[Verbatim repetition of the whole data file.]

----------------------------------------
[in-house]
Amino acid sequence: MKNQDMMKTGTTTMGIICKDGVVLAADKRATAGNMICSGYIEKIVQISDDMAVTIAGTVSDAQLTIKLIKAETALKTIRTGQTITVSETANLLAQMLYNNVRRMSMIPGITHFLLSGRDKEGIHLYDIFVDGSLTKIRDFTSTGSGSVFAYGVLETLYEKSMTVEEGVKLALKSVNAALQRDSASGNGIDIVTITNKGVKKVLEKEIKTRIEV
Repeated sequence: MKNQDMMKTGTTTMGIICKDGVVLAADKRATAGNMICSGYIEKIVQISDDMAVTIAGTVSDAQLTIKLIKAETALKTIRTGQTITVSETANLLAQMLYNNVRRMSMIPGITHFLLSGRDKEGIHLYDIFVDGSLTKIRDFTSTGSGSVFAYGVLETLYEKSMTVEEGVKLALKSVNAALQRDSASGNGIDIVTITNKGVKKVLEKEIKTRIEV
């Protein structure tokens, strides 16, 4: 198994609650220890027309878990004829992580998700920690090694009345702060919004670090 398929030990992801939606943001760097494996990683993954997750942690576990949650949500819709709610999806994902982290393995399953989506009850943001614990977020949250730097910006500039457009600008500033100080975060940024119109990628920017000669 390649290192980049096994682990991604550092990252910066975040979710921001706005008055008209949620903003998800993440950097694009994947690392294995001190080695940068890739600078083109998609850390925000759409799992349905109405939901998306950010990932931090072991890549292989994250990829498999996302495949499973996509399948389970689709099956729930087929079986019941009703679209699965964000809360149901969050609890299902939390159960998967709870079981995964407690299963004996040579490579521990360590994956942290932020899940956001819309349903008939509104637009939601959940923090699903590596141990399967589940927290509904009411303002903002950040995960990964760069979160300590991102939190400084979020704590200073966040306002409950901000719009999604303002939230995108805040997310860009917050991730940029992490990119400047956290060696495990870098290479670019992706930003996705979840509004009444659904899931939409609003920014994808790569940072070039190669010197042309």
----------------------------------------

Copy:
[in-house]
Amino acid sequence: MKNQDMMKTGTTTMGIICKDGVVLAADKRATAGNMICSGYIEKIVQISDDMAVTIAGTVSDAQLTIKLIKAETALKTIRTGQTITVSETANLLAQMLYNNVRRMSMIPGITHFLLSGRDKEGIHLYDIFVDGSLTKIRDFTSTGSGSVFAYGVLETLYEKSMTVEEGVKLALKSVNAALQRDSASGNGIDIVTITNKGVKKVLEKEIKTRIEV
Repeated sequence: MKNQDMMKTGTTTMGIICKDGVVLAADKRATAGNMICSGYIEKIVQISDDMAVTIAGTVSDAQLTIKLIKAETALKTIRTGQTITVSETANLLAQMLYNNVRRMSMIPGITHFLLSGRDKEGIHLYDIFVDGSLTKIRDFTSTGSGSVFAYGVLETLYEKSMTVEEGVKLALKSVNAALQRDSASGNGIDIVTITNKGVKKVLEKEIKTRIEV
């Protein structure tokens, strides 16, 4: 198994609650220890027309878990004829992580998700920690090694009345702060919004670090 398929030990992801939606943001760097494996990683993954997750942690576990949650949500819709709610999806994902982290393995399953989506009850943001614990977020949250730097910006500039457009600008500033100080975060940024119109990628920017000669 390649290192980049096994682990991604550092990252910066975040979710921001706005008055008209949620903003998800993440950097694009994947690392294995001190080695940068890739600078083109998609850390925000759409799992349905109405939901998306950010990932931090072991890549292989994250990829498999996302495949499973996509399948389970689709099956729930087929079986019941009703679209699965964000809360149901969050609890299902939390159960998967709870079981995964407690299963004996040579490579521990360590994956942290932020899940956001819309349903008939509104637009939601959940923090699903590596141990399967589940927290509904009411303002903002950040995960990964760069979160300590991102939190400084979020704590200073966040306002409950901000719009999604303002939230995108805040997310860009917050991730940029992490990119400047956290060696495990870098290479670019992706930003996705979840509004009444659904899931939409609003920014994808790569940072070039190669010197042309």